Another wife chimes in to say, No wings, no drumsticks, let’s leave it at that. Then she looks at Kody, grins, and says, This must be eating you alive inside. All the wives are grinning now.
Kody looks tired. He says that he’s not disagreeing with anybody, he’s just trying to help figure this out. Just ease up, he says to Robyn, and pushes his palms out over the table in the universal stop sign. Everyone stops, but they’re still grinning. The camera scans over all the faces, with the neon sunlight clouding the windows behind them, in the family room of their impossibly clean, nondescript home. My God, how many shows have we seen where people mill around in a house just like theirs? It never looks better, it never looks worse; it never looks lived-in, but that’s the only thing it’s meant to be: a place where we believe a family might live. And their family is just like all the other families, except not at all like them. And, man, a chicken dinner is hard to organize. And, man, a life of any kind is hard to sustain.
Look, I’ll buy all the critiques about the unrepentant superficiality of reality television the moment someone looks like shit in a fictional show. I’m thinking specifically now of The Leftovers, which, I get it, is brilliant in a lot of ways, and is about pain and loss and the attempt to believe that you may be a redeemable person even when the universe seems orchestrated to make you believe that you aren’t. Heavy stuff. Interior kind of stuff. But all I think about when I watch it is the unacknowledged exterior. I mean, these people look incredible. And it goes beyond genetic fortune—these people are goddamn sculpted, and I never see a scene of any one of them doing that sculpting. They stress-eat a lot, and drink. The only character who exercises jogs a little and stops mid-jog to smoke. And not to make this all about me, but I’ve been jogging quite a bit lately and my obliques don’t look like his do, and really the only reason I don’t smoke anymore, beyond solidarity with your quitting efforts, is because it would slow down my jogging, and this fucking guy casually jogs and smokes his way through the apocalypse and I’m supposed to focus on his mental breakdown?“What I’m saying is that if the superficial and the interior are diametrically opposed, how come the superficial makes me feel so damn much?”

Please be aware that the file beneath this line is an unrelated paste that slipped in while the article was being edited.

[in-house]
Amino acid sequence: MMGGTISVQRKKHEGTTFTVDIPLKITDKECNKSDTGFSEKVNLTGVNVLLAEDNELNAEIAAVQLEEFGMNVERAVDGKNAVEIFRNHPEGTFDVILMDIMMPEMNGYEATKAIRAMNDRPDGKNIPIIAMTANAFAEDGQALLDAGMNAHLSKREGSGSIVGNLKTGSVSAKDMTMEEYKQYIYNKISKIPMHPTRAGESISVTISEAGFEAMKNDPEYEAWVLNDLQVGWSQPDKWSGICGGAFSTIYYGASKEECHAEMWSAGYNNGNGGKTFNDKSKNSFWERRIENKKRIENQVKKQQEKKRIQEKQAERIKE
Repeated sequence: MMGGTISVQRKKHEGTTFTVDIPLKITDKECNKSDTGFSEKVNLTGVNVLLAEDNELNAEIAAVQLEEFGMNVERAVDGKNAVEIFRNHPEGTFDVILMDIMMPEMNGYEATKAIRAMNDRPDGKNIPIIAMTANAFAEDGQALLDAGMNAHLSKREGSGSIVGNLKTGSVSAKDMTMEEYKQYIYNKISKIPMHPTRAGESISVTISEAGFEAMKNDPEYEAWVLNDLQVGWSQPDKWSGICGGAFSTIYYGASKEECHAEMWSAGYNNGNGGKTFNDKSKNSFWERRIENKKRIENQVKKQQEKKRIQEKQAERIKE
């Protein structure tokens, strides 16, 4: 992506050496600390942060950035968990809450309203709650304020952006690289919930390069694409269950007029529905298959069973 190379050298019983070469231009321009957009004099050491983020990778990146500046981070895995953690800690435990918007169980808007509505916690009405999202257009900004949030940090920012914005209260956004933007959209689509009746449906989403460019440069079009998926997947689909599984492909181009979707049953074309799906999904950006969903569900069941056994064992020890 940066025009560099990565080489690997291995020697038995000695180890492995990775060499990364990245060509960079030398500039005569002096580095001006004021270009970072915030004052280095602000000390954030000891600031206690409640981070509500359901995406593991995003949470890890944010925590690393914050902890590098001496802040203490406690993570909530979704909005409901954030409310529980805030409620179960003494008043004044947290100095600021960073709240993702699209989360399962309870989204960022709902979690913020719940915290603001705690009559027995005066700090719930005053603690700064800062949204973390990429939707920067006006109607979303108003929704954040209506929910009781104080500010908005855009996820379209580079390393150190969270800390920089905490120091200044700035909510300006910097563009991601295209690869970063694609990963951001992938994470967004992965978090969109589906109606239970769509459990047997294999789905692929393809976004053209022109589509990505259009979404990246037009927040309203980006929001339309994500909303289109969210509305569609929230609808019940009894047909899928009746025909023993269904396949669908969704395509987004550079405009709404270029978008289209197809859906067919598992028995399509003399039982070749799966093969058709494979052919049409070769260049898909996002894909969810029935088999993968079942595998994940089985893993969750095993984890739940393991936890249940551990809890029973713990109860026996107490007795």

Give me Kim Kardashian’s droning on about her baby-weight fears; give me televised body augmentations and the bruised, bandaged after-scenes when a still-drugged star claims to feel more confident already. Give me Jax, on Vanderpump Rules, only drinking hard liquor for the reduced carbs and then forcing himself to face the gym as a near-middle-aged man with a permahangover, living up to the only obligation that he seems to consider important. Give me Kody and the wives at the grocery store, buying chicken in bulk, back home in lumpy sweatshirts, chewing, making small talk about needing a spa day, something indulgent, they deserve it.
They are alive and looked at, willfully, resentfully. It’s a constant, high-pitched swell of strings, an unspoken panic that I recognize and believe. What I’m saying is that if the superficial and the interior are diametrically opposed, how come the superficial makes me feel so damn much?
Yesterday, screen muted, I was reading Chris Kraus’s I Love Dick, and I thought I had an epiphany on this one line of hers: Bad art makes the viewer much more active. . . . Bad characters invite invention.
Jesus, how many attempts has it taken me to try and fail to say that?
There is so much possibility to be found in broad, surfacey characters; so many details waiting to be filled in. The problem is that I don’t have the confidence to call what I love bad and still love it. And I don’t know if I think bad is exactly the right word, but I certainly find it hard to own up to the fact that part of what I love is the total absolution from the feeling that what I’m watching might be too sophisticated for me.
Kraus writes of being a lover of a certain kind of bad art, which offers a transparency into the hopes and desires of the person who made it. That’s the feeling I recognize. That’s the feeling of rawness and power—to look at the surface of what someone is presenting and think you can see the naked self behind that construction, the valley between how they want to be interpreted and what they’re saying. Either way, the viewer gets to take ownership over how she feels about what she’s seeing and why. It’s even more of a rush when the performer doesn’t demand to be called an artist at all—what greater power than to be the one who projects all the meaning onto the work of a stranger who is so thoroughly, transparently desirous.
Sometimes, when I’m watching, my mouth is moving, my whispers on the heels of their words, or maybe on top of them, and it never fails to feel like I’m doing something, or at least like I’ve figured something out.
From Captive Audience: On Love and Reality TV. Used with permission of Vintage. Copyright © 2018 by Lucas Mann.